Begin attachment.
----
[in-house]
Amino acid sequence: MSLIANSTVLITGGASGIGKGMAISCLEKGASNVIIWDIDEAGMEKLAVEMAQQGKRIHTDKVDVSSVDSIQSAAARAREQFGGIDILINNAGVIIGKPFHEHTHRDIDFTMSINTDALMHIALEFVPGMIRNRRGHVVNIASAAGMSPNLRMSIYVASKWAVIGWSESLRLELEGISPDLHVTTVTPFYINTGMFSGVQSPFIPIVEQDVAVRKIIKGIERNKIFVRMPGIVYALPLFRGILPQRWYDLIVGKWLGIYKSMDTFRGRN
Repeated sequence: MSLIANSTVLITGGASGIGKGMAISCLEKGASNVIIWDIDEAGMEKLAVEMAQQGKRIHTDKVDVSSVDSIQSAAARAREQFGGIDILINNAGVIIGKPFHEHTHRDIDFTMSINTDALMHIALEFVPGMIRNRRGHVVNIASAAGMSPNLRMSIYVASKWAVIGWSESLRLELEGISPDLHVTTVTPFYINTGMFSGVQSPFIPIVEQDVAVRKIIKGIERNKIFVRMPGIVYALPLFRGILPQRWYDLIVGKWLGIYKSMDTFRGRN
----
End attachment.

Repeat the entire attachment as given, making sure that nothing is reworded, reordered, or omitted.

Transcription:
[in-house]
Amino acid sequence: MSLIANSTVLITGGASGIGKGMAISCLEKGASNVIIWDIDEAGMEKLAVEMAQQGKRIHTDKVDVSSVDSIQSAAARAREQFGGIDILINNAGVIIGKPFHEHTHRDIDFTMSINTDALMHIALEFVPGMIRNRRGHVVNIASAAGMSPNLRMSIYVASKWAVIGWSESLRLELEGISPDLHVTTVTPFYINTGMFSGVQSPFIPIVEQDVAVRKIIKGIERNKIFVRMPGIVYALPLFRGILPQRWYDLIVGKWLGIYKSMDTFRGRN
Repeated sequence: MSLIANSTVLITGGASGIGKGMAISCLEKGASNVIIWDIDEAGMEKLAVEMAQQGKRIHTDKVDVSSVDSIQSAAARAREQFGGIDILINNAGVIIGKPFHEHTHRDIDFTMSINTDALMHIALEFVPGMIRNRRGHVVNIASAAGMSPNLRMSIYVASKWAVIGWSESLRLELEGISPDLHVTTVTPFYINTGMFSGVQSPFIPIVEQDVAVRKIIKGIERNKIFVRMPGIVYALPLFRGILPQRWYDLIVGKWLGIYKSMDTFRGRN